WASHINGTON — Donald Trump’s reelection campaign is long finished, but his loyal donors are still paying hundreds of thousands of dollars a year to rent office space in his Manhattan skyscraper.
Trump’s “Make America Great Again” political action committee — a reformulation of his campaign committee — spent $37,541.67 a month in March, April, May and June to continue using about 7,000 square feet on a lower floor of Trump Tower. Trump was spending that amount for the same space during his four years as president, even though his campaign was operating out of a building across the Potomac River from the White House in Northern Virginia.
Trump’s office did not respond to HuffPost’s queries on the matter.
One informal Trump White House adviser told HuffPost in 2019 that the Trump Tower space remained largely empty. Another Trump associate called the rental payments, then and today, a “scam” that served no purpose other than to funnel money to Trump’s business.
Trump’s various committees disclosed the rental payments in their latest filings to the Federal Election Commission on Saturday. Those documents show that Trump — despite having tried to overthrow American democracy after losing his election by 7 million votes — was able to raise $42.9 million for the MAGA Pac and his Save America “leadership” committee in the first six months of 2021.
That money came in almost entirely through two fundraising committees, one of which is jointly run with the Republican National Committee and raised $7.4 million for the national party. An RNC official, speaking on condition of anonymity, said that the joint fundraising committee is no longer actively soliciting money and is “winding down” operations.
The RNC’s rules require it to remain neutral toward potential 2024 presidential candidates. It has not had any similar agreements with anyone other than Trump.
The new FEC disclosures show that Trump has control over $112.6 million, with about $105 million available through Save America. Trump raised the vast majority of that in December 2020 by claiming in dozens of texts and emails to his small-dollar donor list that the money would be used to challenge the election results in states he had lost to Democrat Joe Biden and also to help the Republican candidates in two Georgia Senate runoffs.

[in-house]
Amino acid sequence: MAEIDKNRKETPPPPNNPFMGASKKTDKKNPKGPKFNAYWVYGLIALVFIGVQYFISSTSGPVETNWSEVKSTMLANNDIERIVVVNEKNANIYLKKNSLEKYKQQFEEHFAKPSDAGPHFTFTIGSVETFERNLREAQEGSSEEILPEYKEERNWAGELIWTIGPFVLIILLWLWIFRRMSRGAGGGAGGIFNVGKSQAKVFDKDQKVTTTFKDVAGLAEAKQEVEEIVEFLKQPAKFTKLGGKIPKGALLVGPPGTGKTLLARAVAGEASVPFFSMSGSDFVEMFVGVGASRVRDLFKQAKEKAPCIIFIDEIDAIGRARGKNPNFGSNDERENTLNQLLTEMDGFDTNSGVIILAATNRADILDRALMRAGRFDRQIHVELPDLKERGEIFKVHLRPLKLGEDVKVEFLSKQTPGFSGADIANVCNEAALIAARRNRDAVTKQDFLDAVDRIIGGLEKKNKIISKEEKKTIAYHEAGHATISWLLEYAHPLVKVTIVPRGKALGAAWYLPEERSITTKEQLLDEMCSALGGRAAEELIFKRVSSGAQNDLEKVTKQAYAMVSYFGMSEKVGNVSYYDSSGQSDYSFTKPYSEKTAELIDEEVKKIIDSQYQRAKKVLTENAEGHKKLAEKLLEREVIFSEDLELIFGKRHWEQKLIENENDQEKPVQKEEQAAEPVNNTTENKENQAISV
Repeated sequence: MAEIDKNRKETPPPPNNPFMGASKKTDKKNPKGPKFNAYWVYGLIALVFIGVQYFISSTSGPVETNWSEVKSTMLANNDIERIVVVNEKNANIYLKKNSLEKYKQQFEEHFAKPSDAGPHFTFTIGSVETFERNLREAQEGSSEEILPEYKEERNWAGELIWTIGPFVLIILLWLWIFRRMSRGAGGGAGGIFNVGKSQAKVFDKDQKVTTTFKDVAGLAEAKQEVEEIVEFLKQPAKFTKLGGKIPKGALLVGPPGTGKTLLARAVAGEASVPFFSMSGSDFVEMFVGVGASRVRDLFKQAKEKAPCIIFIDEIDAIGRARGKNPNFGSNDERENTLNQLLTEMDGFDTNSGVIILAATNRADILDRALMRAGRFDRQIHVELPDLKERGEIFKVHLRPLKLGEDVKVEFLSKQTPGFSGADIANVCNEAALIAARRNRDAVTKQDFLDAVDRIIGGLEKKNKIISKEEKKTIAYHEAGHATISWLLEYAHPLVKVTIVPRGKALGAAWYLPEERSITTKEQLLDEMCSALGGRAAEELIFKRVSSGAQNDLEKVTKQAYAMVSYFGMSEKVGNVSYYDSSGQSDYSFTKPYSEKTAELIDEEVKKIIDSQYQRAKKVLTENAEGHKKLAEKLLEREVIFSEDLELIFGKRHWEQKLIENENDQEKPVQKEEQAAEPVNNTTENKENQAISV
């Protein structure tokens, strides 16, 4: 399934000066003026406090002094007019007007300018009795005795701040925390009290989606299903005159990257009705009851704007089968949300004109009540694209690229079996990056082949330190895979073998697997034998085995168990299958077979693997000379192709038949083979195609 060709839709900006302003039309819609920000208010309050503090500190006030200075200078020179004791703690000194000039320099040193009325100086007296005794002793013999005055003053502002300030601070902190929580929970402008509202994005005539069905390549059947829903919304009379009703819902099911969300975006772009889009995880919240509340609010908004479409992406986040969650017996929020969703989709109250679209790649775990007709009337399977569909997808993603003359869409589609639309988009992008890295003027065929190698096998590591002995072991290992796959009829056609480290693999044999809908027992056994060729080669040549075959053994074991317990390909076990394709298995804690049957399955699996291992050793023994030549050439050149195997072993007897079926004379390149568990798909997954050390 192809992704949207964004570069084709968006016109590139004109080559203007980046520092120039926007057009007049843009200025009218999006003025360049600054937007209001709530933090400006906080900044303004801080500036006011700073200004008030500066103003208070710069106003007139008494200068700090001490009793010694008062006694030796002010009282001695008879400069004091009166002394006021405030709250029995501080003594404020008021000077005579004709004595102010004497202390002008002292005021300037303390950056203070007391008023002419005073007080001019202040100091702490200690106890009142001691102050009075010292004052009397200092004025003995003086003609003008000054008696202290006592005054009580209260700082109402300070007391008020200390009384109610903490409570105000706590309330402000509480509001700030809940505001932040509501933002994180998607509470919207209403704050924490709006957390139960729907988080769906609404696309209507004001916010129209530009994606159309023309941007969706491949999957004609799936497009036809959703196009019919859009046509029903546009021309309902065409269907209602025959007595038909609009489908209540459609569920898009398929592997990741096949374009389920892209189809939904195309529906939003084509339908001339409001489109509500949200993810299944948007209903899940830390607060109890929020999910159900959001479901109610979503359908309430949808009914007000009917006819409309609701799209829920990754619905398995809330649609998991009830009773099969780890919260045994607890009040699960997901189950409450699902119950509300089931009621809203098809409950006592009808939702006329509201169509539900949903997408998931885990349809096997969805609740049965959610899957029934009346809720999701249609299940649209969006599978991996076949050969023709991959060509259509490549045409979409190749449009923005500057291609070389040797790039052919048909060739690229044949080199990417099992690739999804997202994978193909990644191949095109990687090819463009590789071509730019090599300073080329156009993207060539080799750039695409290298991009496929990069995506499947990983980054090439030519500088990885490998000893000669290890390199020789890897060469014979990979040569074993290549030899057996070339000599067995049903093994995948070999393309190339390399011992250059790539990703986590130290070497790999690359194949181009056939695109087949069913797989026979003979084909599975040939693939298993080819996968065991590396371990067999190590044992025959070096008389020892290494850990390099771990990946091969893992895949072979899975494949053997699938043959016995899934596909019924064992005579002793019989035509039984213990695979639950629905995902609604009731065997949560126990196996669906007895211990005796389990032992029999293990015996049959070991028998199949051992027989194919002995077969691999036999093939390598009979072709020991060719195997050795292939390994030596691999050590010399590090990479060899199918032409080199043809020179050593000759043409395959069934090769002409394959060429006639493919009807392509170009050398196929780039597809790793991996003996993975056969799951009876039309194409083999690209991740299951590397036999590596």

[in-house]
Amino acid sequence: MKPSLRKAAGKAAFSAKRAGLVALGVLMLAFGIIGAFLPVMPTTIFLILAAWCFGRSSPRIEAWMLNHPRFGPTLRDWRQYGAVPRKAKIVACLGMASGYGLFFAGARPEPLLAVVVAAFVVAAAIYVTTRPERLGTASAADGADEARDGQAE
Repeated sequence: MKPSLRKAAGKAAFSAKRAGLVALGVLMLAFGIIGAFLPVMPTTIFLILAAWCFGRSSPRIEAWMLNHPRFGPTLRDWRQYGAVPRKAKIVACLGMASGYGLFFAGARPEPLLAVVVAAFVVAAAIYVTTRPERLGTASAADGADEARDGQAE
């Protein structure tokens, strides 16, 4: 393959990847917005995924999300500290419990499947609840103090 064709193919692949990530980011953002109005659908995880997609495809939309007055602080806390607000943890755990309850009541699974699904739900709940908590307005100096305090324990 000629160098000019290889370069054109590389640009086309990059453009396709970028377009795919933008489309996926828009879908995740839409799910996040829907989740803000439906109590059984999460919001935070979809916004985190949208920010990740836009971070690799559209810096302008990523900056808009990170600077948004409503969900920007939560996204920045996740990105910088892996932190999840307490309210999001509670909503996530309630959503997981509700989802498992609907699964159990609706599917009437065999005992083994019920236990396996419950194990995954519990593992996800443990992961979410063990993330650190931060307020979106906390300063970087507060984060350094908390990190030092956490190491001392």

In fact, he spent none of that money for those purposes — and instead kept it for his committee, which can spend it on almost anything he wants, including paying for Trump’s personal expenses or even giving him an eight-figure salary.
Trump spent weeks attacking the legitimacy of the Nov. 3 election he lost, starting his lies in the predawn hours of Nov. 4 that he had really won in a “landslide” and that victory was being “stolen” from him. Those falsehoods continued through a long string of failed lawsuits challenging the results in a handful of states.
After the Electoral College finally voted on Dec. 14, making Biden’s win official, Trump began urging his followers to come to Washington on Jan. 6 to intimidate his own vice president and members of Congress into overturning the election results and installing Trump as president for another term anyway. The mob of supporters he incited attempted to do just that by storming the Capitol. They even chanted “Hang Mike Pence” after Pence refused to comply with Trump’s demands.
A police officer died after being assaulted during the insurrection, and four others have taken their own lives in the days and weeks since. One of the rioters was fatally shot as she climbed through a broken window into an anteroom containing still-evacuating House members, and three others in the crowd died during the melee.
Trump and his allies are now engaged in a campaign to portray the woman who was shot, Ashli Babbitt, as a martyr and the hundreds of others who have been arrested as victims of political persecution.
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